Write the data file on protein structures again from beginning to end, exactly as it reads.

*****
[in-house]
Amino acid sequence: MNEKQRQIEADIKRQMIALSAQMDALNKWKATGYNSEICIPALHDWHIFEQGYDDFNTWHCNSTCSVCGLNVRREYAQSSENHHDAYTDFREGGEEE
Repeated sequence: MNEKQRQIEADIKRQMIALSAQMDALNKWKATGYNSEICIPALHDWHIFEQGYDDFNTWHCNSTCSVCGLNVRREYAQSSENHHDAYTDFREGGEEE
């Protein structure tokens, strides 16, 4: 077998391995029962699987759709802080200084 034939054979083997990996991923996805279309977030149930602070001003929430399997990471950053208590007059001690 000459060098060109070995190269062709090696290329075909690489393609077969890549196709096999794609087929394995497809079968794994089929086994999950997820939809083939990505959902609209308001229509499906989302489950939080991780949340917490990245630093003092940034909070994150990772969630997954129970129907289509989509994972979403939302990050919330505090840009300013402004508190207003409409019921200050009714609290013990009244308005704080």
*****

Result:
[in-house]
Amino acid sequence: MNEKQRQIEADIKRQMIALSAQMDALNKWKATGYNSEICIPALHDWHIFEQGYDDFNTWHCNSTCSVCGLNVRREYAQSSENHHDAYTDFREGGEEE
Repeated sequence: MNEKQRQIEADIKRQMIALSAQMDALNKWKATGYNSEICIPALHDWHIFEQGYDDFNTWHCNSTCSVCGLNVRREYAQSSENHHDAYTDFREGGEEE
């Protein structure tokens, strides 16, 4: 077998391995029962699987759709802080200084 034939054979083997990996991923996805279309977030149930602070001003929430399997990471950053208590007059001690 000459060098060109070995190269062709090696290329075909690489393609077969890549196709096999794609087929394995497809079968794994089929086994999950997820939809083939990505959902609209308001229509499906989302489950939080991780949340917490990245630093003092940034909070994150990772969630997954129970129907289509989509994972979403939302990050919330505090840009300013402004508190207003409409019921200050009714609290013990009244308005704080």